IMF ready to provide Ukraine with additional financing if needed, while focusing on anti-crisis management – IMF chief

The International Monetary Fund (IMF) is discussing new measures with Ukraine on the necessary support, participating in the development of anti-crisis management, Kristalina Georgieva, Managing Director of the International Monetary Fund, told a press conference in Washington in the evening. of March 10.

“We stand ready to provide additional funding if needed. At this point, as I said, the most critical request from us is to make sure Ukraine works,” the chief said. of the IMF.

“How to ensure that the functioning of the Ukrainian economy, the Central Bank, the Ministry of Finance, the main authorities is best suited to the circumstances of the current crisis,” Georgieva said.

According to her, IMF staff have been in constant contact with their Ukrainian counterparts since February 24, when Russia started the war against Ukraine, performing an auxiliary function in the development of crisis management measures, that the Central Bank and the financial authorities quickly implemented.

“We were very impressed by the determination of the Ukrainian authorities (…) As conditions in the country evolve, we will do our best to be of service,” the IMF chief said.

Asked about the extent of the damage already done to Ukraine by the war, Georgieva said it was too early to make an estimate of damages, costs and reconstruction plans.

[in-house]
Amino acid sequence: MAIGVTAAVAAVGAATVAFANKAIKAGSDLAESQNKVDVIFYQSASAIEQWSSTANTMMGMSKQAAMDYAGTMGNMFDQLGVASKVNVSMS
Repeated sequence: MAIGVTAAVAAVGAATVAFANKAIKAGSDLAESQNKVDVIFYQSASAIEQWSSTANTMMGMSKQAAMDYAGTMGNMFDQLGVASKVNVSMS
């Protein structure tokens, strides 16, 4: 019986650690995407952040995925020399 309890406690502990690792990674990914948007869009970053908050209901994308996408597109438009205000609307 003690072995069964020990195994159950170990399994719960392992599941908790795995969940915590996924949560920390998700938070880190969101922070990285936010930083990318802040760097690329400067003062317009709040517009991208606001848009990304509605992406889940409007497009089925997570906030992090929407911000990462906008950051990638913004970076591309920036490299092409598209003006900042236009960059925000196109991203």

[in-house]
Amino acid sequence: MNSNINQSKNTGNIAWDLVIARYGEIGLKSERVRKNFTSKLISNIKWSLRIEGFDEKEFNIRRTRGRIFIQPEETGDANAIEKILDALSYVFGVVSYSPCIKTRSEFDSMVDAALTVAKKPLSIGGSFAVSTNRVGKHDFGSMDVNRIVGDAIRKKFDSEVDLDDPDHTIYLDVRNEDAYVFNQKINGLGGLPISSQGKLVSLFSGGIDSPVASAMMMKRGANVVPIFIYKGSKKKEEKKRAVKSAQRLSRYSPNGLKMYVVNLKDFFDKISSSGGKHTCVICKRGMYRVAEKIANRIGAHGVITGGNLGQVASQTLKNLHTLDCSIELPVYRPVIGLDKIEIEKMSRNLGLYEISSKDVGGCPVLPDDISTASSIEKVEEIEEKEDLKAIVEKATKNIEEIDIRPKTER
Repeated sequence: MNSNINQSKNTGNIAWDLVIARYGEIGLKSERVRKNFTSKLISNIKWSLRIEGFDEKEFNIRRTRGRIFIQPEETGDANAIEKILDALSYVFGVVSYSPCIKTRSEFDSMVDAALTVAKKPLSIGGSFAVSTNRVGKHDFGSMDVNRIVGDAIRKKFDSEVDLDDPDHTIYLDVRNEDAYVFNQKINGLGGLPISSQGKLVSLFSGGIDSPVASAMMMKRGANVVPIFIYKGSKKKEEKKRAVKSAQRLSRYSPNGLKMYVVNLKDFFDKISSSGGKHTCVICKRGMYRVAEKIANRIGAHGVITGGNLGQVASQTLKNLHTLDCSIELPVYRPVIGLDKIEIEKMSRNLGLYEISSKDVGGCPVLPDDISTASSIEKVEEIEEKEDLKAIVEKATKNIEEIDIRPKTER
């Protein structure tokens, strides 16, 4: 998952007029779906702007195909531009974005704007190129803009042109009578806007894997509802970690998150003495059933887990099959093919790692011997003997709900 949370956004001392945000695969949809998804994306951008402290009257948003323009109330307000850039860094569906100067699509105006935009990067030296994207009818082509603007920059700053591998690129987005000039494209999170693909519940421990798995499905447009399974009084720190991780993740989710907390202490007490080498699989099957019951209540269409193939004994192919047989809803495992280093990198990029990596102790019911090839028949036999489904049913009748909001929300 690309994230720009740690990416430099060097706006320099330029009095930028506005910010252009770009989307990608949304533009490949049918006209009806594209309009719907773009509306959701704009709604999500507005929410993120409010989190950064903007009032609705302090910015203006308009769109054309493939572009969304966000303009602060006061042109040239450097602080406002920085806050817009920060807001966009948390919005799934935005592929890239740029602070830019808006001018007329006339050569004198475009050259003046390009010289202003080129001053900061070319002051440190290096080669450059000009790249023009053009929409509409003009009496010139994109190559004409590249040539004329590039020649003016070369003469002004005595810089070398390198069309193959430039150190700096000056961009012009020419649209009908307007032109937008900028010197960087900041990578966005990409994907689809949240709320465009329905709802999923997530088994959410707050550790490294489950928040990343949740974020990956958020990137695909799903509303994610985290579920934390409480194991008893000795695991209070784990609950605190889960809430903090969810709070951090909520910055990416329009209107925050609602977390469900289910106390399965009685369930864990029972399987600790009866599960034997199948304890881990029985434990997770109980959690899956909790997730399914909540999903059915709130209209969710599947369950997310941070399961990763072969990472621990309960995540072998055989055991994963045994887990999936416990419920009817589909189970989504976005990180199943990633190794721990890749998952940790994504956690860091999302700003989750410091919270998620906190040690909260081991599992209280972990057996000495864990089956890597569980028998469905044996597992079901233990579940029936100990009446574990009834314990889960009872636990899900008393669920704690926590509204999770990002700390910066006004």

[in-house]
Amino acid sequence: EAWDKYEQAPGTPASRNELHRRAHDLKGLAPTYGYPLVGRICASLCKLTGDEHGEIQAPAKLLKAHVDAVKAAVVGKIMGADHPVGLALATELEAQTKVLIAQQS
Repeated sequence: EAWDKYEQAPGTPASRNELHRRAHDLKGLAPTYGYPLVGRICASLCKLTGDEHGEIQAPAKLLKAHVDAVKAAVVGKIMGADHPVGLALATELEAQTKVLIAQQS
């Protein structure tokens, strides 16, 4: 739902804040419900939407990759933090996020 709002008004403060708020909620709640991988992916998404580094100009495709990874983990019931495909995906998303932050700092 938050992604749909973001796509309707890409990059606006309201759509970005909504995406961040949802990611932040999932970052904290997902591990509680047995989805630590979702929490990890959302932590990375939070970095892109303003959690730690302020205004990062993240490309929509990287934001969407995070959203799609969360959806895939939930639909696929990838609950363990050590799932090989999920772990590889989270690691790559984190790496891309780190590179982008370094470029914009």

“But for us, the IMF, or the World Bank, you have to see the end of hostilities in order to be able to assess what it would take for reconstruction. That said, the order of magnitude is going to be quite large. of the great country, 44 million inhabitants, of the population with massive destruction noted in the key cities, Kyiv, as well as of the massive destruction of transport infrastructure”, declared the head of the Fund, admitting that the first estimates of the Ukrainian authorities at $100 billion in damages could be close to the truth.

Speaking about the $1.4 billion emergency funding already transferred to Ukraine, which will be disbursed quickly for vital state functions, Georgieva noted that the Fund will then verify their use.

“We had a very good experience with the emergency funding for Ukraine, for the COVID crisis. Ukraine audited how the money was spent and provided a very good account of the role played by this emergency funding. And we will do the same this time around,” she said.

Michael J. Birnbaum